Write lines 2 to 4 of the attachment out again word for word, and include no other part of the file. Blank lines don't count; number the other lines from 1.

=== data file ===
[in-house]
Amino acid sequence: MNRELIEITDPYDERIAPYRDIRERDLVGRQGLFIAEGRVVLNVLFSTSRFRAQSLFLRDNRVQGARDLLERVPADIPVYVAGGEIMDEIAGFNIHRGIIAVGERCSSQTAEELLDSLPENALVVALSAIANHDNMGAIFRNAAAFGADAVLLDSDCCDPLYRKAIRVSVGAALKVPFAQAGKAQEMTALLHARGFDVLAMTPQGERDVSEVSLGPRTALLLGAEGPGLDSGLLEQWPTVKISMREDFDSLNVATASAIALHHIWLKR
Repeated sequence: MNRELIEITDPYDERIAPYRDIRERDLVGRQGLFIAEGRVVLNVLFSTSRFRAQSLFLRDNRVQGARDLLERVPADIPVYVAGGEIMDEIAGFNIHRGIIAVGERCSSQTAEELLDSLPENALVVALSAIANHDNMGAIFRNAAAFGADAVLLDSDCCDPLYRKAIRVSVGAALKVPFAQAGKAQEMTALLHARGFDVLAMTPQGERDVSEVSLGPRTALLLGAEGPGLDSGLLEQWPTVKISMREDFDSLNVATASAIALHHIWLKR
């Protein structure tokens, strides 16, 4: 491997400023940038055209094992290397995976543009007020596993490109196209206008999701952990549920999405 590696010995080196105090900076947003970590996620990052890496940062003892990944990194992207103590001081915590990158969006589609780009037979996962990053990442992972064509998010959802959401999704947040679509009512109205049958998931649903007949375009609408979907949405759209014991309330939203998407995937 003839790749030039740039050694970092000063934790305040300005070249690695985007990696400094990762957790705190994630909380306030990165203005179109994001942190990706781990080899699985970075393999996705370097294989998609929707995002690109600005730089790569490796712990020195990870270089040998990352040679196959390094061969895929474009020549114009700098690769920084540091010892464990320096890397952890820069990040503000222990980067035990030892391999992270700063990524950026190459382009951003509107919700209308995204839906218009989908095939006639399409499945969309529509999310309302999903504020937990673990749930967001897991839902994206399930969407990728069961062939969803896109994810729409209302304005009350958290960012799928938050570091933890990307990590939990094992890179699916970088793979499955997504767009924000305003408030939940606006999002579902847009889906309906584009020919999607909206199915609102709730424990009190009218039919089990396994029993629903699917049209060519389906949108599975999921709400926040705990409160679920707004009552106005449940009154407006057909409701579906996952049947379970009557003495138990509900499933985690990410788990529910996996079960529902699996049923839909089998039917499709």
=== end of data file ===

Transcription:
Amino acid sequence: MNRELIEITDPYDERIAPYRDIRERDLVGRQGLFIAEGRVVLNVLFSTSRFRAQSLFLRDNRVQGARDLLERVPADIPVYVAGGEIMDEIAGFNIHRGIIAVGERCSSQTAEELLDSLPENALVVALSAIANHDNMGAIFRNAAAFGADAVLLDSDCCDPLYRKAIRVSVGAALKVPFAQAGKAQEMTALLHARGFDVLAMTPQGERDVSEVSLGPRTALLLGAEGPGLDSGLLEQWPTVKISMREDFDSLNVATASAIALHHIWLKR
Repeated sequence: MNRELIEITDPYDERIAPYRDIRERDLVGRQGLFIAEGRVVLNVLFSTSRFRAQSLFLRDNRVQGARDLLERVPADIPVYVAGGEIMDEIAGFNIHRGIIAVGERCSSQTAEELLDSLPENALVVALSAIANHDNMGAIFRNAAAFGADAVLLDSDCCDPLYRKAIRVSVGAALKVPFAQAGKAQEMTALLHARGFDVLAMTPQGERDVSEVSLGPRTALLLGAEGPGLDSGLLEQWPTVKISMREDFDSLNVATASAIALHHIWLKR
């Protein structure tokens, strides 16, 4: 491997400023940038055209094992290397995976543009007020596993490109196209206008999701952990549920999405 590696010995080196105090900076947003970590996620990052890496940062003892990944990194992207103590001081915590990158969006589609780009037979996962990053990442992972064509998010959802959401999704947040679509009512109205049958998931649903007949375009609408979907949405759209014991309330939203998407995937 003839790749030039740039050694970092000063934790305040300005070249690695985007990696400094990762957790705190994630909380306030990165203005179109994001942190990706781990080899699985970075393999996705370097294989998609929707995002690109600005730089790569490796712990020195990870270089040998990352040679196959390094061969895929474009020549114009700098690769920084540091010892464990320096890397952890820069990040503000222990980067035990030892391999992270700063990524950026190459382009951003509107919700209308995204839906218009989908095939006639399409499945969309529509999310309302999903504020937990673990749930967001897991839902994206399930969407990728069961062939969803896109994810729409209302304005009350958290960012799928938050570091933890990307990590939990094992890179699916970088793979499955997504767009924000305003408030939940606006999002579902847009889906309906584009020919999607909206199915609102709730424990009190009218039919089990396994029993629903699917049209060519389906949108599975999921709400926040705990409160679920707004009552106005449940009154407006057909409701579906996952049947379970009557003495138990509900499933985690990410788990529910996996079960529902699996049923839909089998039917499709």